Trans-zeatins (tZ) were the predominant cytokinins in both underdeveloped and developed inflorescences (Supplementary Tables 1–4; Fig. 2a) and were present mainly in ribotide form. The other cytokinins were also present largely in their ribotide forms (Fig. 2b). In addition, the proportion of each cytokinin form was consistent in both palms only at the developed inflorescence stage (Fig. 2b).
Fig. 2

Cytokinin (CK) levels and distribution in underdeveloped and developed inflorescences of normal palms (clones 242 and 247). a Levels of the four cytokinin types. Each group of cytokinins comprises the respective free base, riboside, O-glucoside, riboside-O-glucoside, 9-glucoside, and ribotide forms. Values are mean ± SD (n = 2). b Distribution of cytokinin forms. 9-Glucosides tZ9G, cZ9G, DZ9G, iP9G; O-glucosides tZOG, tZROG, cZOG, cZROG, DZOG, DZROG; ribotides tZRMP, cZRMP, DZRMP, iPRMP; ribosides tZR, cZR, DZR, iPR; free CKs tZ, cZ, DZ, iP

In mantled palms, the level of total cytokinins was higher in underdeveloped than developed inflorescences, but the reverse was observed in normal palms (Fig. 3). At the developed stage itself, the level of total cytokinins was lower in mantled than in normal inflorescences of the respective clone. In addition, levels of the predominant tZ cytokinins were lower in developed inflorescences from mantled (1,276–1,303 pmol/g DW) than from normal palms (5,931–11,592 pmol/g DW) (Supplementary Tables 1–4). Another notable observation was that the majority of dihydrozeatin (DZ) cytokinins were 6–40-fold lower in mantled than in normal developed inflorescences of clone 242 and were 25–33-fold lower for clone 247 (Fig. 4).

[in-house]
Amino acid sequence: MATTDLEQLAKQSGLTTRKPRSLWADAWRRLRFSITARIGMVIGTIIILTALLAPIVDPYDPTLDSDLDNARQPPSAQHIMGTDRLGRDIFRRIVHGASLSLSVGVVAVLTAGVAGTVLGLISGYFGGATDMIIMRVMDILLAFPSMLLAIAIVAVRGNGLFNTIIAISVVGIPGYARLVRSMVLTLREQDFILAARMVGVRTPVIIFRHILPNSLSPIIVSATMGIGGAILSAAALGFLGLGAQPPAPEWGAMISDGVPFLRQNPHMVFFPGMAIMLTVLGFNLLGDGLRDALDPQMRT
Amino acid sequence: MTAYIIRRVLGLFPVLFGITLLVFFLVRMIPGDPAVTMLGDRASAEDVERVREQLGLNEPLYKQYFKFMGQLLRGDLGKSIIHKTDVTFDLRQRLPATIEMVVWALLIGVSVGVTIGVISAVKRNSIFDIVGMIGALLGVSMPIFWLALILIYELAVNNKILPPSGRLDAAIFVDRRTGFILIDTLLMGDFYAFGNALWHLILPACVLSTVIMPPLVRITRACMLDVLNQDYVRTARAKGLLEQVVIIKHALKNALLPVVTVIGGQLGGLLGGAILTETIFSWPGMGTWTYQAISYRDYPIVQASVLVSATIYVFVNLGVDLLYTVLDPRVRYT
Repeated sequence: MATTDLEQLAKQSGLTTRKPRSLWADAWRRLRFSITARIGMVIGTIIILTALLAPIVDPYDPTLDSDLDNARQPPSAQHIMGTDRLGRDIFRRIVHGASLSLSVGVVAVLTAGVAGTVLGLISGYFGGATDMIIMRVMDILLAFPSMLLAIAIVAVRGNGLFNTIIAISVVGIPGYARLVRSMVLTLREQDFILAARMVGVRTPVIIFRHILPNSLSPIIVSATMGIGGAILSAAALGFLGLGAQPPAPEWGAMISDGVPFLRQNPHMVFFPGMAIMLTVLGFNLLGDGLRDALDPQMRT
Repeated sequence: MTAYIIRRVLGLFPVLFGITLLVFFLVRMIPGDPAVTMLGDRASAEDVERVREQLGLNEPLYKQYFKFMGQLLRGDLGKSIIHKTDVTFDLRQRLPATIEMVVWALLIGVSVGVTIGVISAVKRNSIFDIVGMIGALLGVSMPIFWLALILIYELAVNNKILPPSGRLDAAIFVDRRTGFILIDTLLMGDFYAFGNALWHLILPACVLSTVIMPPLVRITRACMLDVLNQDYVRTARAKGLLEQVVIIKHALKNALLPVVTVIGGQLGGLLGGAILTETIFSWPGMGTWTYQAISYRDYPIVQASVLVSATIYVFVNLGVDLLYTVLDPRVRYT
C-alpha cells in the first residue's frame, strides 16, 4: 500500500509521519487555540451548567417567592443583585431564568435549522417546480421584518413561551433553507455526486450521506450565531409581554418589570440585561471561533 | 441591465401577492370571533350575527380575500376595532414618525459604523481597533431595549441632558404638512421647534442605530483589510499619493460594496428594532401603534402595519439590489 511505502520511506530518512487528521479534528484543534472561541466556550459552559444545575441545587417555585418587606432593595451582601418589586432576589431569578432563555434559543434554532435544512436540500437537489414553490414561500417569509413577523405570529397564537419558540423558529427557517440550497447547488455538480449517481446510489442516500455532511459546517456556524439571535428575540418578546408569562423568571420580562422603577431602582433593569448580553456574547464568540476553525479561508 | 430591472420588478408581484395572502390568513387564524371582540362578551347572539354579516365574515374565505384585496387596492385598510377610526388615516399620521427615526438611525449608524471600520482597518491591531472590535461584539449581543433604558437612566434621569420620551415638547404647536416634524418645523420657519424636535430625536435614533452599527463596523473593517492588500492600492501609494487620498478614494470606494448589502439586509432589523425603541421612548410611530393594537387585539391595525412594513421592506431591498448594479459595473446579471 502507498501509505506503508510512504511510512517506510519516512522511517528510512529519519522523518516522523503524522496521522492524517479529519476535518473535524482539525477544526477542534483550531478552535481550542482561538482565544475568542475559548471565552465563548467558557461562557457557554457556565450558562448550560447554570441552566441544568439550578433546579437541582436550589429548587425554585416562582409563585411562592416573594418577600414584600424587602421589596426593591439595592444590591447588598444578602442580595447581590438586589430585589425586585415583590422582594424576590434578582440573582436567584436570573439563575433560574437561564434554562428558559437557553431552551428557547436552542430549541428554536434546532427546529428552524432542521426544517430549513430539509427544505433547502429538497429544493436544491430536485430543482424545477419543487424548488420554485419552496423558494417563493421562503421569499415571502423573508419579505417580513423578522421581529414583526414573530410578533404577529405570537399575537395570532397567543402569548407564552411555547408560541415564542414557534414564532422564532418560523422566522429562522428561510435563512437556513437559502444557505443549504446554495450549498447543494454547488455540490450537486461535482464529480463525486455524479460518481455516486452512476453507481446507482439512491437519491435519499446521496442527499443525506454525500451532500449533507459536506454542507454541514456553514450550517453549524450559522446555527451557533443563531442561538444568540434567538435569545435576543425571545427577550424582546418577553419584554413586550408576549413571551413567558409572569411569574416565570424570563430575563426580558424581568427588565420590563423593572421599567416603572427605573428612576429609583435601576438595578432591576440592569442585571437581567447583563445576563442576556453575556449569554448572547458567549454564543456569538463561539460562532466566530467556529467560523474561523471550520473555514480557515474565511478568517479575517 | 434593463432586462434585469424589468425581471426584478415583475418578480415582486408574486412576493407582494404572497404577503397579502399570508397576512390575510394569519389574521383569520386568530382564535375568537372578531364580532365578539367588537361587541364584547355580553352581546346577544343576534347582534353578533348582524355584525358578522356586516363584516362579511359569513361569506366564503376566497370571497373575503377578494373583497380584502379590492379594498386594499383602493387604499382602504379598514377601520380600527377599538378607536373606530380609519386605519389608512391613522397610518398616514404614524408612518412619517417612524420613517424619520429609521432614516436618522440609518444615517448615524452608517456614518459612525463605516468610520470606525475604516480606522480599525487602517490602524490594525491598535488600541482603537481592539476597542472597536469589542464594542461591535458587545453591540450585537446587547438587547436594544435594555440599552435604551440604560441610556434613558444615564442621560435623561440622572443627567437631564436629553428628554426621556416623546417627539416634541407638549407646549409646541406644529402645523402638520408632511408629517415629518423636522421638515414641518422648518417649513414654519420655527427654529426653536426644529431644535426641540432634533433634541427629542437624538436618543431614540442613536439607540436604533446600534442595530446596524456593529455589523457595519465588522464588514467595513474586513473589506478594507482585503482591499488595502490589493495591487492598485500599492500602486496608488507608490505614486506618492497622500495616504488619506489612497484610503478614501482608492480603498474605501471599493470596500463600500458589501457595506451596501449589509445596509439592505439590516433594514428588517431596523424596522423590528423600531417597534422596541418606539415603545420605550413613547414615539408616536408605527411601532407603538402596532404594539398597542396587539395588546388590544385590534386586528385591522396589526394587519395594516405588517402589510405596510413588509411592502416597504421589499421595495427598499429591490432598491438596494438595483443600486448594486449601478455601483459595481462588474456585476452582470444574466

Fig. 3

Levels of total cytokinins in underdeveloped compared with developed inflorescences from normal and mantled palms of clones 242 and 247. Values are mean ± SD (n = 2)

Fig. 4

Dihydrozeatin cytokinin levels are higher in developed inflorescences of normal compared with mantled phenotypes, within the individual clones (242 and 247). Values are mean ± SD (n = 2). Significant differences at *P ≤ 0.05 or **P ≤ 0.01

As for the different cytokinin forms, ribotides represented a larger fraction in developed mantled inflorescences from both clones than in normal inflorescences (Fig. 5a). Conversely, the proportion of 9-glucosides in developed mantled inflorescences was distinctly lower. An exception was seen only in the levels of iP 9-glucoside, which was significantly higher in the developed mantled inflorescences compared with the normal inflorescences (Fig. 5b).
Fig. 5

Cytokinin distribution in inflorescences from normal compared to from mantled palms (clones 242 and 247); only iP9G levels were significantly different in normal versus mantled developed inflorescences. a Comparison in the distribution of cytokinin forms (%) in inflorescences from normal and mantled palms. 9-Glucosides tZ9G, cZ9G, DZ9G, iP9G; O-glucosides tZOG, tZROG, cZOG, cZROG, DZOG, DZROG; ribotides tZRMP, cZRMP, DZRMP, iPRMP; ribosides tZR, cZR, DZR, iPR; free CKs tZ, cZ, DZ, iP. b iP9G level in developed inflorescences from normal and mantled phenotypes (both clones). Values are mean ± SD (n = 2). Significant differences at **P ≤ 0.01

Predominant Cytokinins in In Vitro Cultures

Total cytokinin content was lower in in vitro culture stages than in inflorescences (Supplementary Tables 1–4). Cytokinin content was highest at the polyembryoid proliferation stage among the in vitro culture stages analyzed. Even then, the highest total cytokinin content in vitro, that is, at the polyembryoid proliferation stage of the normal palm of clone 247, was only 2,949 ± 346 pmol/g DW compared to that in developed inflorescences, which reached up to 12,178 ± 126 pmol/g DW (Supplementary Table 4).